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Memorials of War: Photographs by Gary Blackman

1 April – 27 April 1986

"In May of 1983, I stood high on the Asiatic shore of the Dardenelles and looked across its waters towards Gallipoli. Before me running down to the sea lay a field of unripened wheat spattered with red poppies. Beside me was an old Turkish gun and not far away a monument to Turkish victory. I was moved by the place. Later I thought how strange that our defeat there should seem to have been a victory. Those events of the First World War are still important to us as a nation but perhaps with time their significance will be balanced by the knowledge that our first encounters with war were on New Zealand soil, that the blood of Maori and Pakeha was spilled here under our own feet.

It was late in I979 that I decided to take a series of photographs of war memorials I continued with the project until I984 and as opportunity arose took many photographs from as far north as the Coromandel to as far south as Riverton. What interested me most was that relationship which seemed to give each memorial its greatest meaning. For this reason many of my photographs include as much or more of the town or countryside as of the memorials themselves. Inevitably viewers will see these photographs in different ways and confer on them different meanings. I simply offer images which describe particular places as they appeared at a particular time. It is the way I found them and saw them."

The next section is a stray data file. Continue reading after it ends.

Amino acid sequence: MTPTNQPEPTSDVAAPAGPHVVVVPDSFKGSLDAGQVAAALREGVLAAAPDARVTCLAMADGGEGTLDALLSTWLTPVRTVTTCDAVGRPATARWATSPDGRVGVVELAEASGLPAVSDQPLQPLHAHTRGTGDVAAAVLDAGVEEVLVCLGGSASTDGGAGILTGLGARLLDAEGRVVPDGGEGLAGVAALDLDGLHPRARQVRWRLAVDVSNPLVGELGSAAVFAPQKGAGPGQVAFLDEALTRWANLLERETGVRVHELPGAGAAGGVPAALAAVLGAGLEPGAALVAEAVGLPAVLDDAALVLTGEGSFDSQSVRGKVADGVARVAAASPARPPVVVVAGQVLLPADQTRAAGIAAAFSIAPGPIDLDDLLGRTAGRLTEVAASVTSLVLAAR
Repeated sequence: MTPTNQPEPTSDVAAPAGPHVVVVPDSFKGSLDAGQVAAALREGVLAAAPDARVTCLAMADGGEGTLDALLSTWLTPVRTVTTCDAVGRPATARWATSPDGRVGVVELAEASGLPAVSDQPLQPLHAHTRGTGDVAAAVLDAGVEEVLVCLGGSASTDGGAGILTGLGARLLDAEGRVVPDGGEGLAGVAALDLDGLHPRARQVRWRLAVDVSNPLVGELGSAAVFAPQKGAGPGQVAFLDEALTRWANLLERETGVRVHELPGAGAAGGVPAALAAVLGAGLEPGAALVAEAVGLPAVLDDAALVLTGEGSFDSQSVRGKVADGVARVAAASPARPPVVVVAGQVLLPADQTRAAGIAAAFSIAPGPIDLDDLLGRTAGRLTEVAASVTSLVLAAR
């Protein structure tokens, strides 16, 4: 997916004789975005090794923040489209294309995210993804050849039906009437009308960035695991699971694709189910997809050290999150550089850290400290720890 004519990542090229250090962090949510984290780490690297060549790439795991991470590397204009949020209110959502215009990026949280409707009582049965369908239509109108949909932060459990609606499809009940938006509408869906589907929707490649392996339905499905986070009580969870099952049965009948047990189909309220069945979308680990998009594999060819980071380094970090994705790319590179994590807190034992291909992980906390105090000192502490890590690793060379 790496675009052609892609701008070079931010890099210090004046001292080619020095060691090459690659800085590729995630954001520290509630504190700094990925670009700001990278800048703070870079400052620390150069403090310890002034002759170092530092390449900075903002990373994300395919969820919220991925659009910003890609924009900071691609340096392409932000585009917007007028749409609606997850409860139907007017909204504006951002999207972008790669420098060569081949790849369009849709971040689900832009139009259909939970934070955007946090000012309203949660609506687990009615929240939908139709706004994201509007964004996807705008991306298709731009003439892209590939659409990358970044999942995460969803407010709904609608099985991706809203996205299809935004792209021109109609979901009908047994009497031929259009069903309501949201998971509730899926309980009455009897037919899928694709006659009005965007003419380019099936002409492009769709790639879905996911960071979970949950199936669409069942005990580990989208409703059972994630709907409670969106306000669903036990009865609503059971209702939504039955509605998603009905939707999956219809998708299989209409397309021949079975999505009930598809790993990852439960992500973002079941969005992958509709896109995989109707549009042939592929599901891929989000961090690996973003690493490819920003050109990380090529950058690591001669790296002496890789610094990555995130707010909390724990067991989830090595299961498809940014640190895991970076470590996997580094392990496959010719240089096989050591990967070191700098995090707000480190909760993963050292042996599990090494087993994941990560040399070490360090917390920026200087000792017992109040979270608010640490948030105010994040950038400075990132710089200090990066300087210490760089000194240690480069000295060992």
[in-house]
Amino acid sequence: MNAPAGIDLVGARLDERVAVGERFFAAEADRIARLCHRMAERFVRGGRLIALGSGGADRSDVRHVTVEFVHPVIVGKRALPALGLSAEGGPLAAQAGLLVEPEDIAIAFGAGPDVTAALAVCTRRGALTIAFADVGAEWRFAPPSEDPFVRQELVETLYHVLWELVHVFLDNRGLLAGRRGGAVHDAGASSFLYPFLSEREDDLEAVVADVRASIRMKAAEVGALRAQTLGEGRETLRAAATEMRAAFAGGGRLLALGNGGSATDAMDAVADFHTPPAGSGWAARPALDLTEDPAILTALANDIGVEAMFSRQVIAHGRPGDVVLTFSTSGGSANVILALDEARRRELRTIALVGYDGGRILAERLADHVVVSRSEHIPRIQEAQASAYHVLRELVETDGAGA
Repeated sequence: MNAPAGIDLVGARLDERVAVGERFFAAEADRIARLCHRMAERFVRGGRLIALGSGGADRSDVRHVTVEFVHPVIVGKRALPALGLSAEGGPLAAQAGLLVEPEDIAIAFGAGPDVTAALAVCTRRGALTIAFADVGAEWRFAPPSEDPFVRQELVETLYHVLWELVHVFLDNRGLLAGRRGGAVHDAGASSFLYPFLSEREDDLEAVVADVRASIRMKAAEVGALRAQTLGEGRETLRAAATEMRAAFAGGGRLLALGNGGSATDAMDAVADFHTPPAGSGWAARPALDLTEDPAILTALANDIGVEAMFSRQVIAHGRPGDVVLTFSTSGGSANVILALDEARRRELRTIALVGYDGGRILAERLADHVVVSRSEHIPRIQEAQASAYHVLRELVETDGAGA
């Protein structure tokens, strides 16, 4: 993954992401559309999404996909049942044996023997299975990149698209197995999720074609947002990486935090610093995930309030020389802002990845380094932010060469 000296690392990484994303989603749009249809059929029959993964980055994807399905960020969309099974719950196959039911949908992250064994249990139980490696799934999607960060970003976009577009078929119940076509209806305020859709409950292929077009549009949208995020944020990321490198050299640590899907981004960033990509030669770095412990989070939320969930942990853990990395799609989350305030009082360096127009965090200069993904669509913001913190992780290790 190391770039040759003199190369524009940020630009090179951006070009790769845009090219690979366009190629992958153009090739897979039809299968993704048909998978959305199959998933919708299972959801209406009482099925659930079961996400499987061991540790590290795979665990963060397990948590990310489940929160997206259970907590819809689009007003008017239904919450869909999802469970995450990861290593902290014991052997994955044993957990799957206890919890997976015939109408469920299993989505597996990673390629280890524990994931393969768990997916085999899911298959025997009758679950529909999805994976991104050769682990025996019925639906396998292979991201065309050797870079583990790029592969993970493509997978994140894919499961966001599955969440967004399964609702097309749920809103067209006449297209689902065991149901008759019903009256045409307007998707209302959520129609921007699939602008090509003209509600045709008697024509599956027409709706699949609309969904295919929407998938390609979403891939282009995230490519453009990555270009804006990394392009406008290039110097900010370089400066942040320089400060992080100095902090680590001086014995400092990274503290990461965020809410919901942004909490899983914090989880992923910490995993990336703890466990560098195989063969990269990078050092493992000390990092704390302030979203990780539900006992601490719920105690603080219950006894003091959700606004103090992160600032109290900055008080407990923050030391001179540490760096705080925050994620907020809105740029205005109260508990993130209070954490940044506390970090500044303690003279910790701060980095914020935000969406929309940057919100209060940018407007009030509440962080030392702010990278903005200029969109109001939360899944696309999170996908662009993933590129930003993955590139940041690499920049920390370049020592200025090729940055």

Gary Blackman

June 1985

John Gary Blackman was horn in Dunedin. He is Associate Professor of Pharmacology. University of Otago Medical School. From the early 1950's he has been actively involved in painting, printmaking and photography. He is represented in public and private collections and was co-author with F.J. McCoy of Victorian City of New Zealand.

('Memorials of War – Photographs by Gary Blackman', Bulletin, No.44, March/April, 1986, p.2)